# "Inverted" asymmetric encryption

I am developing a system to prevent frauds in tickets.

What do I need?

1. An algorithm to generate a QR Code that will be shown to my clients in a ticket.

1. An algorithm to validate (offline) the QR Code, using the user's smartphone (Android or iOS).

I would like to start by saying that I know nothing about cryptography, but I did read a few articles about asymmetric encryption.

What did I learn?

With the public key, I can create cypher texts.
With the private key, I can decrypt the cypher texts.

The regular scenario is to keep the private-key private, and the public-key public. Right?

My question is, to achieve what I need, can I invert this process?

Keeping the private key in the app (anyone can tamper the key, but it would be useless), and keeping the public key private (in the server).

I am calling it "inverted" asymmetric encryption.

Why? With the public key I will create the QR Code with the ticket code, and if no one else have my public key, I believe no one can create QR Codes similar to mine, then hard to fake.

Using the smartphone, my client could use my mobile app with the private key to decrypt the text inside the QR Code, and if it could not be decrypted the app would say that the ticket is fake.

Is this assumptions correct and is this method secure?
Stealing the private key (tampering it from the app), can an attacker generate cypher texts like with the public key?

• With your role reversal of private & public keys, you have essentially reinvented digital signatures. Now you just need to read up on them, align your terminology with the rest of the world, and understand how your idea has already been refined over the last few decades. Dec 5, 2014 at 13:47

Interesting thought.

What you need is a digital signature.

A digital signature is a mathematical scheme for demonstrating the authenticity of a digital message or document. A valid digital signature gives a recipient reason to believe that the message was created by a known sender (authentication) and that the message was not altered in transit (integrity). Digital signatures are commonly used for software distribution, financial transactions, and in other cases where it is important to detect forgery or tampering.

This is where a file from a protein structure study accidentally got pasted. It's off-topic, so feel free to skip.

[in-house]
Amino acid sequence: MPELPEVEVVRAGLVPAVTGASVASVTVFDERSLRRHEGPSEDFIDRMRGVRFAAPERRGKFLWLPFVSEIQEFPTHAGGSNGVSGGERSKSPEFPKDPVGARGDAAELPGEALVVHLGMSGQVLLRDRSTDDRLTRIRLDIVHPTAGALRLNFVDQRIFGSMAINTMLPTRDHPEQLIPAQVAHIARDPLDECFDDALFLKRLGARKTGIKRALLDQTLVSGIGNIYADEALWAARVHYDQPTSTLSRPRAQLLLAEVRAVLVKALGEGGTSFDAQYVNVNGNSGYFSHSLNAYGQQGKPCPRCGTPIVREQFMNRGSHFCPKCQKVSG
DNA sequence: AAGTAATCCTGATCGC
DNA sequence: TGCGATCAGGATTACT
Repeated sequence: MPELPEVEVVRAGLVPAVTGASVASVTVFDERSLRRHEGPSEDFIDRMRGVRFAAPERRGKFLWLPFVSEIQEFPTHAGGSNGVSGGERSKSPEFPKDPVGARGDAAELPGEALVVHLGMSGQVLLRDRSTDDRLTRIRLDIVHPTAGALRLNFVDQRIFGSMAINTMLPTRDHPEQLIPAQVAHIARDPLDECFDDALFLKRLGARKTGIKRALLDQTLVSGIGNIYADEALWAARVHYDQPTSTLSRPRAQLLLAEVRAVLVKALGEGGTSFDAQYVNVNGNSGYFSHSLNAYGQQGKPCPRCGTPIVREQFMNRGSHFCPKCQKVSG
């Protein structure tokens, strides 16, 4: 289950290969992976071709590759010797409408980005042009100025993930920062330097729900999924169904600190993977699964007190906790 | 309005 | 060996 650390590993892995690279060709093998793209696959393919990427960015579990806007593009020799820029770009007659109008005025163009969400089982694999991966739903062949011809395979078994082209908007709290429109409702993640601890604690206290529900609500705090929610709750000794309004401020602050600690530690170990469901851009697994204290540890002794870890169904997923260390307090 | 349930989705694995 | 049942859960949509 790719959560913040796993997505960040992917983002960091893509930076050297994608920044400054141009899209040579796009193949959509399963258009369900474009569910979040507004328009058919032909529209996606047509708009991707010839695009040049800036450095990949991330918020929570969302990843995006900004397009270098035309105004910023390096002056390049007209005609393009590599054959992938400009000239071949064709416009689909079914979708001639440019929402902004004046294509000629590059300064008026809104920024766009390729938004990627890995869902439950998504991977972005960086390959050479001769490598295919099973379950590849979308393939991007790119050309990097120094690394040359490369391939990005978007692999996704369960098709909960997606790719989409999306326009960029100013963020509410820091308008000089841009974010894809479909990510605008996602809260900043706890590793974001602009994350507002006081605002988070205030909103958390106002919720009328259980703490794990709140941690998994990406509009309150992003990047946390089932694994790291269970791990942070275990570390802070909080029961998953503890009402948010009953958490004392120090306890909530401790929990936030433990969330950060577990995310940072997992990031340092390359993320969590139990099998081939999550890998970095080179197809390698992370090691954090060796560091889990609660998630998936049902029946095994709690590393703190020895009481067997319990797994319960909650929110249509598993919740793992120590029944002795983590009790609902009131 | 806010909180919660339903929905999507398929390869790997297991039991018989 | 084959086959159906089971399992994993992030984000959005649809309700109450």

See more at http://en.wikipedia.org/wiki/Digital_signature.

Is this assumption correct and is this method secure?

Stealing the private key (tampering it from the app), can an attacker generate cypher texts like with the public key?

Using the private key you can't cypher a text like using the public key.

• I think that in at least some asymmetric cryptosystems, it's simple to create the public key from the private key (even when that need not be the case, like in textbook RSA, an implementation might attach the public key to the private key because the public key need not be secret). Don't rely on the ability to keep the public key secret if the private key is exposed; that's one reason to use digital signatures (others include that they're analyzed for security in this context, and you won't have to implement them yourself). Dec 5, 2014 at 4:57
• @cpast It can be a problem, thanks for the advice.
– user61429
Dec 5, 2014 at 7:37
• Just be careful because, at least with SSH keys, you can easily find the public key if you have the private. Not sure if this is true for all asymmetric encryption. Dec 5, 2014 at 9:33